Page:United States Statutes at Large Volume 119.djvu/2755

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[119 STAT. 2737]
[119 STAT. 2737]
PUBLIC LAW 109-000—MMMM. DD, 2005

PUBLIC LAW 109–148—DEC. 30, 2005

119 STAT. 2737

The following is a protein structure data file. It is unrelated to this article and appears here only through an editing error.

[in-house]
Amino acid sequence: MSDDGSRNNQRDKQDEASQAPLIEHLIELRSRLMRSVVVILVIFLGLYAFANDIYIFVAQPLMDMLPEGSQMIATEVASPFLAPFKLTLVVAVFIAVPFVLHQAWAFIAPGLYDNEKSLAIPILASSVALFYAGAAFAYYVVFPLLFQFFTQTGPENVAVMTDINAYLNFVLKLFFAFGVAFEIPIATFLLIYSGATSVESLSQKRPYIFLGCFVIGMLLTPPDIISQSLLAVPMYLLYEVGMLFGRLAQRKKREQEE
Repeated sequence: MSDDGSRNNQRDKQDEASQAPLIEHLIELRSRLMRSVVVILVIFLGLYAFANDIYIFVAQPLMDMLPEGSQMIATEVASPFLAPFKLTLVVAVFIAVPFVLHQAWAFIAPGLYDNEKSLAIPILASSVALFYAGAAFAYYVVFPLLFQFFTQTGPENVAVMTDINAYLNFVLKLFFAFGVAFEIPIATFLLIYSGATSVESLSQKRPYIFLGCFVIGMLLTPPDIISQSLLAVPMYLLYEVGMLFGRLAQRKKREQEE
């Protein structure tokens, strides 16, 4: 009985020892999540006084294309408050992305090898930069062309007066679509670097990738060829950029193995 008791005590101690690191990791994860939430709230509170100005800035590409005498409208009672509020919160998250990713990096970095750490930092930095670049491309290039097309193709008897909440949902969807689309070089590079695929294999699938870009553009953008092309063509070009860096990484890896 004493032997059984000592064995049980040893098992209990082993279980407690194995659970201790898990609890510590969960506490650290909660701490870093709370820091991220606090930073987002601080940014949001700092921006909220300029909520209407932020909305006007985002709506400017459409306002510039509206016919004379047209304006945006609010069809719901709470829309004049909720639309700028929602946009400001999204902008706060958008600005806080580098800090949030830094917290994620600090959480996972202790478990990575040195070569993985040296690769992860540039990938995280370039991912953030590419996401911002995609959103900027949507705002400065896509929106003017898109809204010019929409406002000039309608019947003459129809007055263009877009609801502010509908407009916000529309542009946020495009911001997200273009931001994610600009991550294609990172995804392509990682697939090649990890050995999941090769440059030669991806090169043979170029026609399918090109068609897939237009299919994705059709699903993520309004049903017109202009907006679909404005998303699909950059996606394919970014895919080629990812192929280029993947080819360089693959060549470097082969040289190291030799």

SEC. 9008. Amounts provided in this title for operations in Iraq and Afghanistan may be used by the Department of Defense for the purchase of up to 20 heavy and light armored vehicles for force protection purposes, notwithstanding price or other limitations specified elsewhere in this Act, or any other provision of law: Provided, That the Secretary of Defense shall submit a report in writing no later than 30 days after the end of each fiscal quarter notifying the congressional defense committees of any purchase described in this section, including the cost, purposes, and quantities of vehicles purchased. SEC. 9009. During the current fiscal year, funds available to the Department of Defense for operation and maintenance may be used, notwithstanding any other provision of law, to provide supplies, services, transportation, including airlift and sealift, and other logistical support to coalition forces supporting military and stability operations in Iraq and Afghanistan: Provided, That the Secretary of Defense shall provide quarterly reports to the congressional defense committees regarding support provided under this section. SEC. 9010. (a) Not later than 60 days after the date of the enactment of this Act and every 90 days thereafter through the end of fiscal year 2006, the Secretary of Defense shall set forth in a report to Congress a comprehensive set of performance indicators and measures for progress toward military and political stability in Iraq. (b) The report shall include performance standards and goals for security, economic, and security force training objectives in Iraq together with a notional timetable for achieving these goals. (c) In specific, the report requires, at a minimum, the following: (1) With respect to stability and security in Iraq, the following: (A) Key measures of political stability, including the important political milestones that must be achieved over the next several years. (B) The primary indicators of a stable security environment in Iraq, such as number of engagements per day, numbers of trained Iraqi forces, and trends relating to numbers and types of ethnic and religious-based hostile encounters. (C) An assessment of the estimated strength of the insurgency in Iraq and the extent to which it is composed of non-Iraqi fighters. (D) A description of all militias operating in Iraq, including the number, size, equipment strength, military effectiveness, sources of support, legal status, and efforts to disarm or reintegrate each militia. (E) Key indicators of economic activity that should be considered the most important for determining the prospects of stability in Iraq, including— (i) unemployment levels; (ii) electricity, water, and oil production rates; and (iii) hunger and poverty levels. (F) The criteria the Administration will use to determine when it is safe to begin withdrawing United States forces from Iraq. (2) With respect to the training and performance of security forces in Iraq, the following:

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